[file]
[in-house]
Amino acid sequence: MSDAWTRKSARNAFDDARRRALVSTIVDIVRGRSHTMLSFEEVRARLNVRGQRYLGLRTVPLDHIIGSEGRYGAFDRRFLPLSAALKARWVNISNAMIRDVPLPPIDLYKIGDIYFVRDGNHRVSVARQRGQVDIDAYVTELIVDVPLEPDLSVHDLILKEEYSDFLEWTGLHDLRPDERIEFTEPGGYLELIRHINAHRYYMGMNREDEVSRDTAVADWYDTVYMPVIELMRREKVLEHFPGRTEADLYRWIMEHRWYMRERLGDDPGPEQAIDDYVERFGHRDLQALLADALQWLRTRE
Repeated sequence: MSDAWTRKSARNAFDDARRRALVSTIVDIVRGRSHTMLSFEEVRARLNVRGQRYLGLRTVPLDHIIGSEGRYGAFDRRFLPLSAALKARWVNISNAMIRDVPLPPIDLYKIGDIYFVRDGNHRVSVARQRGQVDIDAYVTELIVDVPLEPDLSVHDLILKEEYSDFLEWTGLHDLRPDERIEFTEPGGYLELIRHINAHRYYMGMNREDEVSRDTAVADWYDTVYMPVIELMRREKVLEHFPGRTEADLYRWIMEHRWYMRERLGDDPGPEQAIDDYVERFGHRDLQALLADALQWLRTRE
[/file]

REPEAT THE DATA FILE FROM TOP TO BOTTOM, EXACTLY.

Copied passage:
[in-house]
Amino acid sequence: MSDAWTRKSARNAFDDARRRALVSTIVDIVRGRSHTMLSFEEVRARLNVRGQRYLGLRTVPLDHIIGSEGRYGAFDRRFLPLSAALKARWVNISNAMIRDVPLPPIDLYKIGDIYFVRDGNHRVSVARQRGQVDIDAYVTELIVDVPLEPDLSVHDLILKEEYSDFLEWTGLHDLRPDERIEFTEPGGYLELIRHINAHRYYMGMNREDEVSRDTAVADWYDTVYMPVIELMRREKVLEHFPGRTEADLYRWIMEHRWYMRERLGDDPGPEQAIDDYVERFGHRDLQALLADALQWLRTRE
Repeated sequence: MSDAWTRKSARNAFDDARRRALVSTIVDIVRGRSHTMLSFEEVRARLNVRGQRYLGLRTVPLDHIIGSEGRYGAFDRRFLPLSAALKARWVNISNAMIRDVPLPPIDLYKIGDIYFVRDGNHRVSVARQRGQVDIDAYVTELIVDVPLEPDLSVHDLILKEEYSDFLEWTGLHDLRPDERIEFTEPGGYLELIRHINAHRYYMGMNREDEVSRDTAVADWYDTVYMPVIELMRREKVLEHFPGRTEADLYRWIMEHRWYMRERLGDDPGPEQAIDDYVERFGHRDLQALLADALQWLRTRE